“Here you go.” I handed her a couple of napkins. “Are these enough? I can get you more if you need them.”


She forced a smile sniffing a little. “These will do.” Her voice was a little scratchy. She was upset.

Instead of wiping her cup like I thought she would, she turned away from me, wiping at her running eyeliner. She was crying.


“Are you OK?” I asked stepping around the counter. “Is there anything I can get you?”


She shook her head.


“I’m fine,” she mumbled, “I will be fine.”


I placed my hand on her shoulder as she lifted her head. “Are you sure?”


She hesitated.


“I told you I’m fine.” She turned away again.


I dropped my head in disappointment. I suppose she didn’t want me bothering her so I decided to return to my duties.


“It’s just, he doesn’t understand me.” I stopped and turned back to look at her.


“He doesn’t know me for who I really am,” she wiped her nose with one of the napkins I had given her. “I don’t think he honestly wants to know me, not the way I want him to.”


I stood as still as stone. I didn’t know what to say. I watched her walk away, disappearing outside. I should have said something; I should have at least tried to comfort her. But what if I had said something wrong? Maybe it was for the best. I didn’t know.


Suddenly I heard an ear-piercing screech and a crash, followed by shattering glass. My feet were chained to the floor. I couldn’t move even though my mind told me to, it screamed for me to react.


Somehow I just knew what had happened and I feared what I would find when I went searching just beyond those two front doors of the café.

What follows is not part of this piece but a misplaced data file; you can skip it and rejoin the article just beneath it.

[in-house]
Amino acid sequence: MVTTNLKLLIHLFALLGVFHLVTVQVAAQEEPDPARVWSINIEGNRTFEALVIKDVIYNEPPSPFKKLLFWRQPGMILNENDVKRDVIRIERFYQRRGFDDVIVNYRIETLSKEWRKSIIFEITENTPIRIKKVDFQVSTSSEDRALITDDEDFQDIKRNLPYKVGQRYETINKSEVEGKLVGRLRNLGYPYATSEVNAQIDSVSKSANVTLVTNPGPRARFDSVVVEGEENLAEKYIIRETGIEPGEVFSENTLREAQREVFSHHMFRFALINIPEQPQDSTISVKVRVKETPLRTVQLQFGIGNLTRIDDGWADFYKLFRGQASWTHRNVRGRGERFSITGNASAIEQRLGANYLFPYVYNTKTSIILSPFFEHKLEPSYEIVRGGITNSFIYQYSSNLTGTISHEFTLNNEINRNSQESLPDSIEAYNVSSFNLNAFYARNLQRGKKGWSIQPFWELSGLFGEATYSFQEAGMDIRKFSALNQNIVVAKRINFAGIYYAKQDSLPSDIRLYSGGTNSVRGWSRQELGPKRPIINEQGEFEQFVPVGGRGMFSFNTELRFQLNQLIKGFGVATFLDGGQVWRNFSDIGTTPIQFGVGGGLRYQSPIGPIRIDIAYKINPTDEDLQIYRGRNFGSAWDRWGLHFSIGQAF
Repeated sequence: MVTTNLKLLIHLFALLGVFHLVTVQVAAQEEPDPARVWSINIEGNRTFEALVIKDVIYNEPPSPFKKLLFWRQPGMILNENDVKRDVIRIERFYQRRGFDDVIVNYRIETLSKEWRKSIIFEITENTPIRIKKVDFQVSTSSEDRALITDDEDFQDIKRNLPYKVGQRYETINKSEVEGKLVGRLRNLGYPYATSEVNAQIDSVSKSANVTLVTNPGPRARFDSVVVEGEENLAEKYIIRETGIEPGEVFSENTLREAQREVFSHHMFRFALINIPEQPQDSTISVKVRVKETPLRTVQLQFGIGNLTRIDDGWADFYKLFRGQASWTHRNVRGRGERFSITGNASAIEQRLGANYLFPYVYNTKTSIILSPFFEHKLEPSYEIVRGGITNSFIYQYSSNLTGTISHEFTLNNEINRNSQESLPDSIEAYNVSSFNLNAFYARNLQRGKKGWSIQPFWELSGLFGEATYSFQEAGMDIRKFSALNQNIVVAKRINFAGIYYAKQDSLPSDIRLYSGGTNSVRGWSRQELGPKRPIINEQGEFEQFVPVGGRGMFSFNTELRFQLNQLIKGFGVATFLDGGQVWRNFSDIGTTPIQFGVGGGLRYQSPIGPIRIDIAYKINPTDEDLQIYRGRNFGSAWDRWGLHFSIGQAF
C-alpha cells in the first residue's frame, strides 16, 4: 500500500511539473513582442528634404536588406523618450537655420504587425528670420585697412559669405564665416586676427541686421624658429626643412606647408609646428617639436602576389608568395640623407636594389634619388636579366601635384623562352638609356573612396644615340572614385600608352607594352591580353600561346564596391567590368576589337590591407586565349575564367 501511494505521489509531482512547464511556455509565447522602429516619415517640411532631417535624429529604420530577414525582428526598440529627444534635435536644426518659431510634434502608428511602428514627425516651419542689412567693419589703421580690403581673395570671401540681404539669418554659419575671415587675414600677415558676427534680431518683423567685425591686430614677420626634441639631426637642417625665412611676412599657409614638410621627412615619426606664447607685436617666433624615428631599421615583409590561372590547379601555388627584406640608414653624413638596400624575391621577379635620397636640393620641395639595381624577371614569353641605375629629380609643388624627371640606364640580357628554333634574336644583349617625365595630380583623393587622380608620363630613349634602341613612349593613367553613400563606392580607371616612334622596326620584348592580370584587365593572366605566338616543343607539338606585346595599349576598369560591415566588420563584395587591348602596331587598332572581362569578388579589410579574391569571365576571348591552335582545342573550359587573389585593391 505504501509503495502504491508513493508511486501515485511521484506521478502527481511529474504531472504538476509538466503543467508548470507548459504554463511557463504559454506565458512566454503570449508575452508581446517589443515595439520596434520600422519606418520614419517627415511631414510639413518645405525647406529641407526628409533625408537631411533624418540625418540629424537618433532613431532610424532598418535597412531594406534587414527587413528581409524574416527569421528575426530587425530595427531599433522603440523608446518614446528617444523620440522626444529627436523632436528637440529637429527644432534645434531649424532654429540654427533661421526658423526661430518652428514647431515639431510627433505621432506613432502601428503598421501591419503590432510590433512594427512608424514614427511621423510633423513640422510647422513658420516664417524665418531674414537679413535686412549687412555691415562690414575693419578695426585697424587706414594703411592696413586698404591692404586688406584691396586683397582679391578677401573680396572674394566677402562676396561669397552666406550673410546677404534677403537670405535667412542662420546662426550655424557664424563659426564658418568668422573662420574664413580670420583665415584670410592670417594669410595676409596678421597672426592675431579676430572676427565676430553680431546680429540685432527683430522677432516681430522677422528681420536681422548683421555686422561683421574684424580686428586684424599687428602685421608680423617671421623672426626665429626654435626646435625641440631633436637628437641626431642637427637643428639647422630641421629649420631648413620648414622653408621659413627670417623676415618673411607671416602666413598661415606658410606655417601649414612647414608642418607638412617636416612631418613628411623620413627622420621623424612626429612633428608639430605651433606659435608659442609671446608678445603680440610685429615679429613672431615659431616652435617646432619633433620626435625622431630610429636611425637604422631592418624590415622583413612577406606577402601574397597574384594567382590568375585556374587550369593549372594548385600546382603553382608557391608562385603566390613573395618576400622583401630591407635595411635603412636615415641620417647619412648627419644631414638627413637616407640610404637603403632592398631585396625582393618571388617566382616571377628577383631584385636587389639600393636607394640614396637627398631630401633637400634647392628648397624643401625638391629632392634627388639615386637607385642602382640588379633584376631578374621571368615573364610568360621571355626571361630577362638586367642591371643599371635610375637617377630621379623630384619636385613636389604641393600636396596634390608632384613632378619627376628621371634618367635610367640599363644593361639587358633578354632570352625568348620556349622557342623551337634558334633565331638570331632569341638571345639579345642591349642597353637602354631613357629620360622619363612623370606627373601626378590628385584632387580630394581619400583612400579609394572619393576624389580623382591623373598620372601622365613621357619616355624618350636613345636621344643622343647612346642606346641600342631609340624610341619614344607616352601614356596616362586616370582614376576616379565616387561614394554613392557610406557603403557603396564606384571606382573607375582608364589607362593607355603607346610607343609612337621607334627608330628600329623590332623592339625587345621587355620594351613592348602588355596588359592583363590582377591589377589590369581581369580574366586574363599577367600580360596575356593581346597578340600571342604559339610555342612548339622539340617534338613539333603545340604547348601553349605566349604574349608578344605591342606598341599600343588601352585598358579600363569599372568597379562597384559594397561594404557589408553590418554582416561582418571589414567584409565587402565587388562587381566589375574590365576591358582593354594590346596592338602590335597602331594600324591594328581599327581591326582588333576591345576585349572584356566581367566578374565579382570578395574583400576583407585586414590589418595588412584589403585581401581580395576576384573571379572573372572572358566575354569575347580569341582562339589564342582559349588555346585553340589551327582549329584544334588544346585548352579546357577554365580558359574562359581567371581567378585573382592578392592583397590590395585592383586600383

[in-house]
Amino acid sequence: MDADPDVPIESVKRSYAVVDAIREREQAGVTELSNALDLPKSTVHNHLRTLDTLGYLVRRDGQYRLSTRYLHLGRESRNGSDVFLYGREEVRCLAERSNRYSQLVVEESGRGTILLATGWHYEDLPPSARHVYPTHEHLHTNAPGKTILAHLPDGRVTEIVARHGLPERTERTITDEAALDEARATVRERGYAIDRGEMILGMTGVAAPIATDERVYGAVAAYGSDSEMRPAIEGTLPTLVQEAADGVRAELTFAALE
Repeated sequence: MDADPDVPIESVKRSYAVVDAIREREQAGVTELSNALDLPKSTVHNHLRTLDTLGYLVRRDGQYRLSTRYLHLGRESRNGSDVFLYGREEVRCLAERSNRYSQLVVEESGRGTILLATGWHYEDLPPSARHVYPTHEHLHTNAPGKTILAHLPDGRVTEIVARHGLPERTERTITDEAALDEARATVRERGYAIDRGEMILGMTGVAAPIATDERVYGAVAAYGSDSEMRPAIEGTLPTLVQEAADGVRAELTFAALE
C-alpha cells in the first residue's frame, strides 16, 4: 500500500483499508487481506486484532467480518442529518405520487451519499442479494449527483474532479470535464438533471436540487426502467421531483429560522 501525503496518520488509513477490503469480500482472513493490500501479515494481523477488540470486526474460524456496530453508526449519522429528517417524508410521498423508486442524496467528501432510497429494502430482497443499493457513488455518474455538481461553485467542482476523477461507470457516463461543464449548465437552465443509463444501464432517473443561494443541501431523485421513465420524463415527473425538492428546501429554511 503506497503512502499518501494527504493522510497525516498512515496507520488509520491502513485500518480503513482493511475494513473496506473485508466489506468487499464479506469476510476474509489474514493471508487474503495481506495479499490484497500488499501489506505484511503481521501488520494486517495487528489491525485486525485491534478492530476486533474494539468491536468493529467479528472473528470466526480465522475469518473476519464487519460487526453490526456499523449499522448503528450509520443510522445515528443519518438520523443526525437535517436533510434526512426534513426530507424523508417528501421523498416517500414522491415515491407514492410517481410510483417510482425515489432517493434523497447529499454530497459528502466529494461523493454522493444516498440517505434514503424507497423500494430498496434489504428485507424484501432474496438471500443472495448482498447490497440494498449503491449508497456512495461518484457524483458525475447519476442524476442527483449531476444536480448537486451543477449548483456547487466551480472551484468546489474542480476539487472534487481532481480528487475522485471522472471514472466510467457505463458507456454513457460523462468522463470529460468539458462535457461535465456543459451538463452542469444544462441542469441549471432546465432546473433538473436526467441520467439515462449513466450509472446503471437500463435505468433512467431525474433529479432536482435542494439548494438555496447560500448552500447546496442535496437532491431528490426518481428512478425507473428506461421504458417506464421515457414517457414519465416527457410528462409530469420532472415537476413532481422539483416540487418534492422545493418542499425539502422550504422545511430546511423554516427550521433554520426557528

The moment that I stepped outside on the warm, sun-kissed pavement my actions triggered a chain of events that would alter my future and change my life. I wasn’t quite ready for what that day had in store for me and I don’t believethe young woman I met was either. That day changed us both (within our hearts) forever; it’s a day we haven’t since forgotten.





Chapter 1: “The Unpredictable Road of Love


I sit holding an old worn photograph of a man I used to know. I believe I’ve pulled it from my bill folder too many times today, maybe more than I should have, but I can’t help it. He meant a lot to me. 


He was a good man, my father was; the salt and pepper-haired farmer in the still image, the frozen memory I’m holding in my right hand.


I remember a lot about him, how he never let anything defeat him, how the strength of his broad shoulders, muscular arms and rough hands, matched the might of his love for people within his compassionate heart. I got my willingness to help those I knew and other’s I didn’t from my dad. He always pitched in where he could and I believe because of him I do the same everyday.


He taught me so many things, like the meaning of hard work and the importance of forgiveness. I had a hard time with the later. I learned that forgiveness is more than just a word; it’s an action that many struggle inside to take. I was and still am one of those people who struggle; I couldn’t forgive, I feel that I can’t, not right now. How can I, after what has happened?  I’ve been having a lot of trouble lately letting go…


I’ve always believed, (no matter how naive it seems at 22 years of age) that my father could have fought off anything if he tried, a bite from a rattler, a wolf, like he did when I was 13 in the woods a little after dusk, maybe even a bear if he was determined enough. He wasn’t accustomed to failure or losing. He won every battle he fought which throughout my childhood made him my own personal hero.


I believed that my father was untouchable and that there was nothing that could ever bring him to his knees. Unfortunately, I was wrong. A massive heart attack did just that last spring. It was one challenge he didn’t victoriously walk away from.